2020 GMC Acadia AT4

The 2020 GMC Acadia receives minor updates as it enters the second half of its life cycle and with the new year, comes the AT4 trim level. This off-road themed trim is mechanical the same as the other Acadia trims, however, all benefit from a much-improved improved transmission that affords better fuel economy and a casual rapid acceleration.   

Features: 

This 2020 Acadia AT4 crosses the line at nearly $46,000 which includes many notable features such as updated LED headlights and brake lights, remote engine start, proximity entry, and a hands-free power tailgate. Inside, brown leatherette seats are heated, and while the 8-inch touchscreen is quick to react, it sits low in the dash, as does the gauge cluster which houses a 4.2-inch digital display. The Bose stereo is good for its price range and will satisfy most and there are numerous power outlets throughout. The quality of the materials and interior design are a bit of a let-down compared to its competition. There is also an excessive amount of panel gaps and misaligned parts that yield an unfinished and uncoordinated feel.

Safety

The Acadia shows feels a step behind the leaders of the pack in terms of active safety tech – active cruise control is unavailable on the AT4 – however, it excels at every crash test thrown at it. The Acadia even has an inboard seat side airbag to protect the driver and front passenger from each other. A key option package included is the Driver Alert Package II (about $700) which brings automated emergency braking which avoided a collision in the IIHS 12 mph test. The rear camera is impressively detailed and the HD viewing angles make for a one-shot trailer hook-up process and rear cross-traffic alert is also appreciated for this long crossover.  

The headlight performance hasn’t yet been evaluated by IIHS, however, during a night drive with four passengers on-board, the Acadia’s soft suspension caused several drivers to complain of excessive glare by flashing their own headlights – a little bit embarrassing for a mid-$40k crossover. 

Styling and Size

The AT4 trim is new for the Acadia line-up and is GMC’s newest sub-brand (Denali being the other). It receives all-terrain tires with blocky shoulders mounted on black 17-inch wheels and a darkened grille and exterior trim pieces. The result is a more adventurous look without much actual hardware to back it up though that omission helps keep the price more reasonable.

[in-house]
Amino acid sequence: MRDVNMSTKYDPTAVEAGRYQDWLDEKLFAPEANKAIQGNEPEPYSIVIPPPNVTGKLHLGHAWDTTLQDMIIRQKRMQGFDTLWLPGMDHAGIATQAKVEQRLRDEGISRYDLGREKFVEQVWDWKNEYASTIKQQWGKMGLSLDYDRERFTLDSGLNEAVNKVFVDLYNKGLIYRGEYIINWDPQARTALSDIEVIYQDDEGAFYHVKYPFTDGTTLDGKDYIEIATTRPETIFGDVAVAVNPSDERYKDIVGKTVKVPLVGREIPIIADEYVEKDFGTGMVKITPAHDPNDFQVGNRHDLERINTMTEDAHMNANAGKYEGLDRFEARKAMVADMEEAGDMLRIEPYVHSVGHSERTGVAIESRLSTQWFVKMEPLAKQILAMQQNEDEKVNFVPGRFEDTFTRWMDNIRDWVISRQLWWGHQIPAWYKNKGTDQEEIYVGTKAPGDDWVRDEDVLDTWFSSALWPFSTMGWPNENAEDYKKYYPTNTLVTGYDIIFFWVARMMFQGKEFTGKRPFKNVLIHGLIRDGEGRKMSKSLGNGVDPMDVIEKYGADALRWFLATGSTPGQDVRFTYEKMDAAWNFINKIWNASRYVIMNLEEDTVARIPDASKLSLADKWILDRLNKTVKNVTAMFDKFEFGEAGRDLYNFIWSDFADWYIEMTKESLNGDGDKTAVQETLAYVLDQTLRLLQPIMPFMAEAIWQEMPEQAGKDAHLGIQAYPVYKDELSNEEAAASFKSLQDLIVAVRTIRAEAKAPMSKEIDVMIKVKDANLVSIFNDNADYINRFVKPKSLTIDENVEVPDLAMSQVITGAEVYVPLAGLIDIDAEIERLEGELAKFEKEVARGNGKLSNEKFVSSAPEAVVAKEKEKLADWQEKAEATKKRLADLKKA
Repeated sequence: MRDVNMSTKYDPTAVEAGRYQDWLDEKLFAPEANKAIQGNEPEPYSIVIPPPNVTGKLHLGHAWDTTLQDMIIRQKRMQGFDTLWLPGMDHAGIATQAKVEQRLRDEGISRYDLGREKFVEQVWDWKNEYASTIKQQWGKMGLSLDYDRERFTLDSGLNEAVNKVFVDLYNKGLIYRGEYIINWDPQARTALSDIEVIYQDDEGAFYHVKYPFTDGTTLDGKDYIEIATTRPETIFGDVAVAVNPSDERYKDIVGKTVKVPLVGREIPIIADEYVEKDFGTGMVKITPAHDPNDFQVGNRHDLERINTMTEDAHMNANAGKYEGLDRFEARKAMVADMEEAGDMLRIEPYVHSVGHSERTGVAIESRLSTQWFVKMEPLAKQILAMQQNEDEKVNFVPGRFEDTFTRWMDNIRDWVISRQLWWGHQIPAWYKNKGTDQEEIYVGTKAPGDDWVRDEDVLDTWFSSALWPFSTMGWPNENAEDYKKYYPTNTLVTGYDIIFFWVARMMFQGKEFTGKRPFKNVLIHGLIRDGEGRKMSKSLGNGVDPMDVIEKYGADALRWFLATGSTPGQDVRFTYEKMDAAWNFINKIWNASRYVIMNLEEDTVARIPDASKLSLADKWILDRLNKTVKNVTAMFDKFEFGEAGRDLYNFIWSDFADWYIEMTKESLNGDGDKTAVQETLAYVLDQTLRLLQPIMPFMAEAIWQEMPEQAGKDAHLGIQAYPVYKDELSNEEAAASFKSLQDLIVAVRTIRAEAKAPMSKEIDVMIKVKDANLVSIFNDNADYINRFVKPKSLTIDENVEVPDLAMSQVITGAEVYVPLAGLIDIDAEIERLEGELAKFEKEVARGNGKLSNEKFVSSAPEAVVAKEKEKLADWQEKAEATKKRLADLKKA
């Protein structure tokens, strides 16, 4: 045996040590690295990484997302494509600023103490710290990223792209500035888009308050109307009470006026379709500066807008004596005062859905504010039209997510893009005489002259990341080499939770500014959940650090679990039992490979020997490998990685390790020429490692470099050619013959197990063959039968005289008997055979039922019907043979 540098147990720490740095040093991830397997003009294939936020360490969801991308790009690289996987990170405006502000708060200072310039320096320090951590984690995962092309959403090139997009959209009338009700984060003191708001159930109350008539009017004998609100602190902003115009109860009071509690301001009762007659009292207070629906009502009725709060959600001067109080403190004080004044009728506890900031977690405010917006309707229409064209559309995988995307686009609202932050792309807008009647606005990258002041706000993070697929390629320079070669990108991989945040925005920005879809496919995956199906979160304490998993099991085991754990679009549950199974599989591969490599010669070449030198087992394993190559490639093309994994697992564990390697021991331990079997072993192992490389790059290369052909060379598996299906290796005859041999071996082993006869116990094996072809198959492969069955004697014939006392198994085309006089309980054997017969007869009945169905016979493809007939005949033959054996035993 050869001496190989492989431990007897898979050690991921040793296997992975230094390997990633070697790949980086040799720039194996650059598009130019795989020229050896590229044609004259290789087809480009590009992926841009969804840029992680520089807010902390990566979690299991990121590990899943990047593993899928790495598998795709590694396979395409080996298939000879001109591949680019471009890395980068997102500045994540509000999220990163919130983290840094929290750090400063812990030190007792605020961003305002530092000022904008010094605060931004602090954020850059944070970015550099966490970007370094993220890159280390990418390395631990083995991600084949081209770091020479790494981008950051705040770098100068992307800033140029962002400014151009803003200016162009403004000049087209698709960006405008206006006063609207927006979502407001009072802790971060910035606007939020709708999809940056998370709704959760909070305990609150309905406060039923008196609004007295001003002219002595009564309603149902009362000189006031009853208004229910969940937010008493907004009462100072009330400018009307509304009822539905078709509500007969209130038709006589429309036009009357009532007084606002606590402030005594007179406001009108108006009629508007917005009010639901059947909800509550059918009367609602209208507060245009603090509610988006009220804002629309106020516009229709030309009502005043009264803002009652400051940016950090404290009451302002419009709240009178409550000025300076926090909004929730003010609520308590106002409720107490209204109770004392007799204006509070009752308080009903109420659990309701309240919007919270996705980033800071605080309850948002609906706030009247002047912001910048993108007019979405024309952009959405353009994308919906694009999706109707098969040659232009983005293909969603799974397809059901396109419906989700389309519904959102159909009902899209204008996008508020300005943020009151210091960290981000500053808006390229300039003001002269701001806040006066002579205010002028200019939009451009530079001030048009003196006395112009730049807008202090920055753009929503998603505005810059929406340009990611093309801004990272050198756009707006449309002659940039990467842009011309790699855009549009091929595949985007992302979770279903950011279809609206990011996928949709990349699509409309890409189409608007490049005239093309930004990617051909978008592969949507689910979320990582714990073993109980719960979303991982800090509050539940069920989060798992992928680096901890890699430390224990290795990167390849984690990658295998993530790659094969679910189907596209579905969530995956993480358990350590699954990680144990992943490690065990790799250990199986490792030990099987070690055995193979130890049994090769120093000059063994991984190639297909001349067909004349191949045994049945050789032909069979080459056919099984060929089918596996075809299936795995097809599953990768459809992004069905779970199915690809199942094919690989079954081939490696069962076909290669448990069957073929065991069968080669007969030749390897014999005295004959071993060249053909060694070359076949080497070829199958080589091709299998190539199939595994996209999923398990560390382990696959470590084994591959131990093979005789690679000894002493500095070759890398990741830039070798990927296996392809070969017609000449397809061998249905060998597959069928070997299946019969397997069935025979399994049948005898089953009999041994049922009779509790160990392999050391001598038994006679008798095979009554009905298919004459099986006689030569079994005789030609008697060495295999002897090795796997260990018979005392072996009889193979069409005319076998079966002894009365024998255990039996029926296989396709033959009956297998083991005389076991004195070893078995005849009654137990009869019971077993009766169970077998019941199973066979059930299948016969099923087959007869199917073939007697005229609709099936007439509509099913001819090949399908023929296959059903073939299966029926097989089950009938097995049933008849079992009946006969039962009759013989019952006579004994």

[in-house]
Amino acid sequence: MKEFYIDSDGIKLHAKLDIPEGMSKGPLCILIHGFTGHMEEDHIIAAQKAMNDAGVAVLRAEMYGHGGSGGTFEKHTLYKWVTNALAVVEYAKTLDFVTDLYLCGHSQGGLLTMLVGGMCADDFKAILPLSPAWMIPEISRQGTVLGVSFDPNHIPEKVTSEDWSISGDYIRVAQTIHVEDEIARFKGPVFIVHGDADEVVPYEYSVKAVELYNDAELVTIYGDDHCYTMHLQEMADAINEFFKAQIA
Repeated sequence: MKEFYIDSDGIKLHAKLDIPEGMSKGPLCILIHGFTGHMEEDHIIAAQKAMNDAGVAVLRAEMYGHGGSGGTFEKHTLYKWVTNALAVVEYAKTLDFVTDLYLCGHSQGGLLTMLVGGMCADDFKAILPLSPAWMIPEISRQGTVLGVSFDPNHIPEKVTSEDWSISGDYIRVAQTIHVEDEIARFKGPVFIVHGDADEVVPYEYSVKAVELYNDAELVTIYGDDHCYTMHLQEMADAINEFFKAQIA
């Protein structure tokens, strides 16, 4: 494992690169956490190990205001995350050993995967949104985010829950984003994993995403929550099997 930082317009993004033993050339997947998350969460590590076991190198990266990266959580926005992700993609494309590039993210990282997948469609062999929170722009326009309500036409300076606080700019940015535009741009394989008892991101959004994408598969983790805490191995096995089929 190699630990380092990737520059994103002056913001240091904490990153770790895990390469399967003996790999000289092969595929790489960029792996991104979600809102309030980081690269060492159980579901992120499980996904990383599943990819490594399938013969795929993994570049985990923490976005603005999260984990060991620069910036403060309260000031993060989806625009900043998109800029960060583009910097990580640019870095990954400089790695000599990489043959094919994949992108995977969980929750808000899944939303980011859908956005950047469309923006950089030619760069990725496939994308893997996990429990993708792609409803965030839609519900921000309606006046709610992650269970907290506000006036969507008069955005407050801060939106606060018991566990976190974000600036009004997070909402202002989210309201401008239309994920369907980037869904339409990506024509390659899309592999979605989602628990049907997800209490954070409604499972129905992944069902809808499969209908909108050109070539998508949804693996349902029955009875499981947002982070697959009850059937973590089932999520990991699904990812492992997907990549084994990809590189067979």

Inside, this Acadia’s 5-passenger setup (up to 7-passenger is available) afforded a flat loading floor and 41.7 cubic feet of cargo room while the rear seat passengers enjoy plenty of legroom – 39.7 inches to be exact. 

Power and Efficiency

The 2020 Acadia features a new 9-speed transmission, taking over duties from the 6-speed auto. Teamed up with GM’s “high-feature” V6, the duo makes for a smooth and rapid acceleration up to speed. The engine has an authoritative voice between 2,500 and 4,500 rpm and the transmission quickly tosses one gear for the next as it moves through the tightly-spaced lower ratios. The engine loses its sense of refinement when the revs reach the redline, however, with so many gears and the engine’s meaty mid-range power, pushing the engine so high was rarely necessary.

The transmission’s shifter operation is new too and falls in-line with other newer vehicles. Gone is the traditional lever and in its place, a row of buttons and rocker switches. It’s similar in layout to the GMC Terrain’s system, though small details yield a significantly easier no-look switch selection. There’s room for improvement, however, as the gear limiter “+” and “-” buttons are a far reach and require a look away from the road – almost never ideal, especially when driving in conditions that require such gear control. However, after a few days of using the new “lever” and appreciating the added center console space, the traditional shifting method feels obsolete. 

To help with fuel efficiency, the engine can operate seamlessly on 4-cylinders and the automatic engine stop/ start system has been designed into the transmission to help rapidly refire the engine and engage first gear. While the system is mostly unobtrusive, the system’s on/ off button is front and center to allow for quick get-aways or added smoothness during rush hour’s stop and go traffic.

The new transmission helps to make gains at the pump too with EPA estimates of 18/ 25/ 21 mpg (city/highway/combined) which is 1 mpg point better than the 2019 Acadia. During my time, I easily managed 24 mpg. 

Ride and Handling

Despite the trim’s off-road image, the AT4 maintains the low ground-clearance, weak approach angle, and lack of underside protection of the rest of the lineup. It was enough to discourage me from tackling anything more than a county dirt road. Not all is not lost, however, as the advanced all-wheel-drive system can distribute up to 50% of the available torque to the rear wheels and up to 85% to either rear-wheel depending on the situation and chassis settings. A rotary knob on the console can select 2WD for maximum efficiency, AWD for everyday traction, Sport for a more responsive drivetrain, Off-road for maximum traction and maintaining momentum in slippery surfaces, and Towing albeit the Acadia’s meager 4,000 lbs towing rating. 

Conclusion:

The 2020 GMC Acadia AT4 doesn’t reset the bar in any category, however, its soft suspension yields a smooth ride no matter the road and its updated transmission transforms the Acadia from feeling a bit lethargic to one that’s energetic and adds to the can-do nature of the Acadia AT4. 

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